The outcry over the building of the mosque, near ground zero, implies that Islam alone was responsible for the 9/11 attacks. According to those who are condemning the building of the mosque, the nineteen suicide terrorists on 9/11 spoke for all Muslims. This is like blaming all Christians for the wars of aggression and occupation because some Christians supported the neo-conservatives’ aggressive wars.
The House Speaker is now treading on a slippery slope by demanding a Congressional investigation to find out just who is funding the mosque — a bold rejection of property rights, 1st Amendment rights, and the Rule of Law — in order to look tough against Islam.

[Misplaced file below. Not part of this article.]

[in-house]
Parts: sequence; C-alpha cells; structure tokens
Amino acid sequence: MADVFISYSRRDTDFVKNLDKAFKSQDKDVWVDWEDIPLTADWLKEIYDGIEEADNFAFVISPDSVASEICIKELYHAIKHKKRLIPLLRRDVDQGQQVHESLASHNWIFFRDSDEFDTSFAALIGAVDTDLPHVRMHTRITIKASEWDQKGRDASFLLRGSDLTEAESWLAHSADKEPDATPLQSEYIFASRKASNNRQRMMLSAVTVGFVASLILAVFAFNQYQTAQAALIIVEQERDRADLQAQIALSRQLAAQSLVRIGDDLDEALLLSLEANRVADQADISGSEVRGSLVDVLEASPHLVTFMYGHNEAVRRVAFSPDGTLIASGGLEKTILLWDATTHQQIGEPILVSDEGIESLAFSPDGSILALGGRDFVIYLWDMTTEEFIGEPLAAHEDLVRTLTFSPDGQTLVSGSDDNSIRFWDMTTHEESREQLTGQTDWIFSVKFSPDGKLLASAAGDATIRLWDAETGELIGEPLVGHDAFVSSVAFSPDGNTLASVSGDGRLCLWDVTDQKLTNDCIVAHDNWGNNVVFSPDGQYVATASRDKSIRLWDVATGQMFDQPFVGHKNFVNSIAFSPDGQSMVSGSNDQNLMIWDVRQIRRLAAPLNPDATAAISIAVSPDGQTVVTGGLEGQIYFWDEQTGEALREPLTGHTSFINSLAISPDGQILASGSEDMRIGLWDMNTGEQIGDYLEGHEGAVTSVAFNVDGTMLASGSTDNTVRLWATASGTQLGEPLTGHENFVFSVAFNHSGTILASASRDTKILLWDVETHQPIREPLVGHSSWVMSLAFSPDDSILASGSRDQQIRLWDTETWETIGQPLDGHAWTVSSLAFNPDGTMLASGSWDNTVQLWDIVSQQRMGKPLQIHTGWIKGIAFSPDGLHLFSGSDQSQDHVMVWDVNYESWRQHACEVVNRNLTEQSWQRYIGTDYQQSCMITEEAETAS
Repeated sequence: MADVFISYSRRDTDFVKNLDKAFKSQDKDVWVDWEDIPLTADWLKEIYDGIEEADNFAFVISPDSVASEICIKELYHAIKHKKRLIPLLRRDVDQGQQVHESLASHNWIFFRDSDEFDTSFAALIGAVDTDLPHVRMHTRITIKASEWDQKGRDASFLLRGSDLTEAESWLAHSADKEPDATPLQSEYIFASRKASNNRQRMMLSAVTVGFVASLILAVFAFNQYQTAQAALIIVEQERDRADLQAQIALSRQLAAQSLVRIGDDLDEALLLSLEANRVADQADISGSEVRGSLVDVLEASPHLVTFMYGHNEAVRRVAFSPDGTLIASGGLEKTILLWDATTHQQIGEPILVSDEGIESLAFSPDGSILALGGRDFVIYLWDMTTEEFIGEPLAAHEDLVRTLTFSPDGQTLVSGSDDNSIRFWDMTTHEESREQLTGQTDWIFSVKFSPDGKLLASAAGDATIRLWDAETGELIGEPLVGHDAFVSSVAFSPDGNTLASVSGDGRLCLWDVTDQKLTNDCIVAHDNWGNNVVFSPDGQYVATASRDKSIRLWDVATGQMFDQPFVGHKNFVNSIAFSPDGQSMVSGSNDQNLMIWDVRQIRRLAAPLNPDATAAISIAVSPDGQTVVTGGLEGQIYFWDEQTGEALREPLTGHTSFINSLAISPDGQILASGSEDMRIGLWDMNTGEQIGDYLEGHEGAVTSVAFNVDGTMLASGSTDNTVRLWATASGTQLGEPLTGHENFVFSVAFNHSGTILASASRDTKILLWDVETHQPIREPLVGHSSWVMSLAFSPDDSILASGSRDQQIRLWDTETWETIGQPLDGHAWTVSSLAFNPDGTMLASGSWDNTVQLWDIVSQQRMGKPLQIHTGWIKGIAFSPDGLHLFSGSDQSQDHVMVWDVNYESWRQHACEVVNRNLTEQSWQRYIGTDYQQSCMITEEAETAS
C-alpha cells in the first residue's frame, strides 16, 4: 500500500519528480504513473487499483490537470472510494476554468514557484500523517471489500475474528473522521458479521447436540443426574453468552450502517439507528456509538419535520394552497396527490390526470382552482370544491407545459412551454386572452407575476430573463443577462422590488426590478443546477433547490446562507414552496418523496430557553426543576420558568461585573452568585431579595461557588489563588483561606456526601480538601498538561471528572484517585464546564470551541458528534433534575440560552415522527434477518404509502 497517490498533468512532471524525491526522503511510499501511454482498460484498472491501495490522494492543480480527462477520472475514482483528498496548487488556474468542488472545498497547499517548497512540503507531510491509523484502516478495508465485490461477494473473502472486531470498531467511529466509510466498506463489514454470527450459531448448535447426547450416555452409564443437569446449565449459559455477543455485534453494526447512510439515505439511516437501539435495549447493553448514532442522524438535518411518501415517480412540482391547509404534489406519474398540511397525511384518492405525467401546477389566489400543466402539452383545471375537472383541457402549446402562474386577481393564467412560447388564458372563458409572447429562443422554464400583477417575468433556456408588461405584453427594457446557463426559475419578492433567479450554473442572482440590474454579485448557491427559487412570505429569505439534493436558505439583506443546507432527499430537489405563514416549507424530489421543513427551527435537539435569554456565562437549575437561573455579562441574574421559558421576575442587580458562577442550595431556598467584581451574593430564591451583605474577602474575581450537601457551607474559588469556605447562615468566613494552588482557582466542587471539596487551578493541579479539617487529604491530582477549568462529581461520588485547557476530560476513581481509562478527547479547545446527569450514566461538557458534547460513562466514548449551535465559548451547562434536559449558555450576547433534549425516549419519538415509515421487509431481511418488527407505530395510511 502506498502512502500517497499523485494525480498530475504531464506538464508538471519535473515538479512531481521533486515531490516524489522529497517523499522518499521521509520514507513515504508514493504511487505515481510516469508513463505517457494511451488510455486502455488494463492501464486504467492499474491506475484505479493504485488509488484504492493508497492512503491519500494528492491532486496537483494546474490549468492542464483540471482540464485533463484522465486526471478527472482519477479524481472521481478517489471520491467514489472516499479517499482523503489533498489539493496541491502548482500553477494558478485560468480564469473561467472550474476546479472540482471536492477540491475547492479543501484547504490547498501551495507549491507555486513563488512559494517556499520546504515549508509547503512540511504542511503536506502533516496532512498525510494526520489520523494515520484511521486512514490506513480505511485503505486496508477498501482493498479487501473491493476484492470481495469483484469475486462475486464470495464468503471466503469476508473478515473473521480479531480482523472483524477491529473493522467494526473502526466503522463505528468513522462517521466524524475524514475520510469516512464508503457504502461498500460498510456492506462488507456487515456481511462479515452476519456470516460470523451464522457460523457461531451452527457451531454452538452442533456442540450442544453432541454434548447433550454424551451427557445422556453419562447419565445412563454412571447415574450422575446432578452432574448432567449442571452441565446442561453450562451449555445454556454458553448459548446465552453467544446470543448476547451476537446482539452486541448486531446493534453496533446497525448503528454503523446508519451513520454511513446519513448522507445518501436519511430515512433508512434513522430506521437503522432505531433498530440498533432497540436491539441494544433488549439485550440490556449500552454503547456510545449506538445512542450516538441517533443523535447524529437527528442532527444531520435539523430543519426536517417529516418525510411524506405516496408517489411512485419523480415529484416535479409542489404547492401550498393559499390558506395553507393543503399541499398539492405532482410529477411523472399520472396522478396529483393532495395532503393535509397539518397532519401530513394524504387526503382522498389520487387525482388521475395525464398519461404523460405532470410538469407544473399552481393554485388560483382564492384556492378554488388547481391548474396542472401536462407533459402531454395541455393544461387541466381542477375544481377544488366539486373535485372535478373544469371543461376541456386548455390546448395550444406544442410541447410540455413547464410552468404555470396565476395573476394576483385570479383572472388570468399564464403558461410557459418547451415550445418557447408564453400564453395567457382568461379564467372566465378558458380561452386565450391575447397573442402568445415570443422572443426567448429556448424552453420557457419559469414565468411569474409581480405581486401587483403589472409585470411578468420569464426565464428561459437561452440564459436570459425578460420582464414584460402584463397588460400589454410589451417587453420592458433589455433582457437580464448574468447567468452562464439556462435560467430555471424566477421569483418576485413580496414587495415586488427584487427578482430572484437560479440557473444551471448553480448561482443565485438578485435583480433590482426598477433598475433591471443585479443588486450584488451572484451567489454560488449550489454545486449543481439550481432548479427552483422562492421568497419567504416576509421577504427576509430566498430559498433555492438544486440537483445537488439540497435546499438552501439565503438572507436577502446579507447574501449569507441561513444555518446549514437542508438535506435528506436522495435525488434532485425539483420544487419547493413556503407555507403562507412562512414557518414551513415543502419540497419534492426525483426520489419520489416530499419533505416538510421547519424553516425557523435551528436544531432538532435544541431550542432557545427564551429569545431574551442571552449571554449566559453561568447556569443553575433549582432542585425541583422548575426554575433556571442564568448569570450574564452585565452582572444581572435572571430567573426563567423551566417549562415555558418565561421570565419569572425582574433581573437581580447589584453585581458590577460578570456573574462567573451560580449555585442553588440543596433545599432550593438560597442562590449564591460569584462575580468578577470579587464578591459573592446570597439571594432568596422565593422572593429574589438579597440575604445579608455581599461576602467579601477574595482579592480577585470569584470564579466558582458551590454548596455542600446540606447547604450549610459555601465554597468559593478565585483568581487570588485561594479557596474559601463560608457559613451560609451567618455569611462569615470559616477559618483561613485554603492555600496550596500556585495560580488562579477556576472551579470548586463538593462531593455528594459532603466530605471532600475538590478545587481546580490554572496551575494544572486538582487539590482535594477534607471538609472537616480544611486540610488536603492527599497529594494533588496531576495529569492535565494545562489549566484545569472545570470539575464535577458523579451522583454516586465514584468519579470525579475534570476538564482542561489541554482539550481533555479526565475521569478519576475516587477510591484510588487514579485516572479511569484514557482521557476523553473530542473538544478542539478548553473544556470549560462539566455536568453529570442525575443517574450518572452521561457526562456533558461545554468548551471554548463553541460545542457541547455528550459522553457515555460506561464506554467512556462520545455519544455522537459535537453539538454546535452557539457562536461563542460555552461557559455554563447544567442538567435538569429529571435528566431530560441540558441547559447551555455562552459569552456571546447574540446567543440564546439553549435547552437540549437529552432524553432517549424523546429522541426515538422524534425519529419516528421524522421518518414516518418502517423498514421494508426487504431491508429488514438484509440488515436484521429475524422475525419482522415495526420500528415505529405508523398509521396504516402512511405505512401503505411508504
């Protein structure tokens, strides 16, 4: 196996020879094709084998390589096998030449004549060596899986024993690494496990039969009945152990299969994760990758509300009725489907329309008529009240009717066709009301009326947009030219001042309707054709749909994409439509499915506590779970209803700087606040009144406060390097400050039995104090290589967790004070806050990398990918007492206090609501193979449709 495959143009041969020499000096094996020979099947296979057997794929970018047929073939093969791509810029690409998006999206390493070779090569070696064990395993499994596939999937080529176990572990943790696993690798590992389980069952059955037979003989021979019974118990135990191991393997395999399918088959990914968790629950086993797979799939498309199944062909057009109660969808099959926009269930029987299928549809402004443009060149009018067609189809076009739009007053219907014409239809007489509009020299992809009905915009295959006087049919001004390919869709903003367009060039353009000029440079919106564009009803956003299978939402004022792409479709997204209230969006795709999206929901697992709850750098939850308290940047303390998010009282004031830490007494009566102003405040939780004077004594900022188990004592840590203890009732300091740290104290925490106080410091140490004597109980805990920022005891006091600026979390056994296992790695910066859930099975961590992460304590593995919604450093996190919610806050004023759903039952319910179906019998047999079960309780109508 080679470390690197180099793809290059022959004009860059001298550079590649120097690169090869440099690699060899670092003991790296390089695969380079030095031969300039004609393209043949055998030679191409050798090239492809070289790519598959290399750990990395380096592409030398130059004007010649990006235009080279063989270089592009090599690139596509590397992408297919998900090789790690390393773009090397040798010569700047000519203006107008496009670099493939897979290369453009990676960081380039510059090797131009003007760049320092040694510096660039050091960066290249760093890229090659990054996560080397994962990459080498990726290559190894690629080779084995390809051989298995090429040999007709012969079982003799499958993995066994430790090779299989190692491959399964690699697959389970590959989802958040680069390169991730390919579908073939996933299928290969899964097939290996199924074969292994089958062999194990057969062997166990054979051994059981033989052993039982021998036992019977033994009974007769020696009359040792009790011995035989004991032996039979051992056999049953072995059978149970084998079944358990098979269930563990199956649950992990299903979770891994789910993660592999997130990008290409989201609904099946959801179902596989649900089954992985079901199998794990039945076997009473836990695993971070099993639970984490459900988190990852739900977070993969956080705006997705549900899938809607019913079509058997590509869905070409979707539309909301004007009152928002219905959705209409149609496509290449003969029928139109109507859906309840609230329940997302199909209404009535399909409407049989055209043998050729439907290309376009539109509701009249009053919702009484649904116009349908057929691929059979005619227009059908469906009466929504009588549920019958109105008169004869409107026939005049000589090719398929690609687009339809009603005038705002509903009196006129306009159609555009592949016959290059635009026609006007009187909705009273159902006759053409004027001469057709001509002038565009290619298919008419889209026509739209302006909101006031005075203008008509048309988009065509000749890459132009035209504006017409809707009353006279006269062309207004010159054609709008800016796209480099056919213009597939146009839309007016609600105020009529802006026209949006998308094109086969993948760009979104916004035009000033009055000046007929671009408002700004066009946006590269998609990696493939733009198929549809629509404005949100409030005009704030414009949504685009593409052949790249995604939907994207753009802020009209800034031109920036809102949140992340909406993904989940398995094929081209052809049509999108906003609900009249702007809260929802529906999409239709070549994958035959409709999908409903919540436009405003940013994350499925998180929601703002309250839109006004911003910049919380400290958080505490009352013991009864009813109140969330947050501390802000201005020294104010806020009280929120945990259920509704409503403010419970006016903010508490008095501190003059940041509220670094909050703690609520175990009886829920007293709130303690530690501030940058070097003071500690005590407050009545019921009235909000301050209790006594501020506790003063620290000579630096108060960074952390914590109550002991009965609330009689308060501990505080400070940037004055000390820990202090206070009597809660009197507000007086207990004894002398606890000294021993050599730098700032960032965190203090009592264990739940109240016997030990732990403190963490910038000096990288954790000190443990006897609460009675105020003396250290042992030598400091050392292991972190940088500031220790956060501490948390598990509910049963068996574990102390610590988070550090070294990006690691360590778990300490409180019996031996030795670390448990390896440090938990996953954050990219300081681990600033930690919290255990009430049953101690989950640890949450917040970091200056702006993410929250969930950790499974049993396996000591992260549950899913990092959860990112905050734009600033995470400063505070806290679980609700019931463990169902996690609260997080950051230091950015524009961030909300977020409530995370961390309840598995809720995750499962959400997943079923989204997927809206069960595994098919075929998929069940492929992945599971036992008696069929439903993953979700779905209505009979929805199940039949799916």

This is all about hate and Islamaphobia.
We now have an epidemic of “sunshine patriots” on both the right and the left who are all for freedom, as long as there’s no controversy and nobody is offended.
Political demagoguery rules when truth and liberty are ignored.
Gather in real close, because you might never read these words from me again:
Ron Paul is right.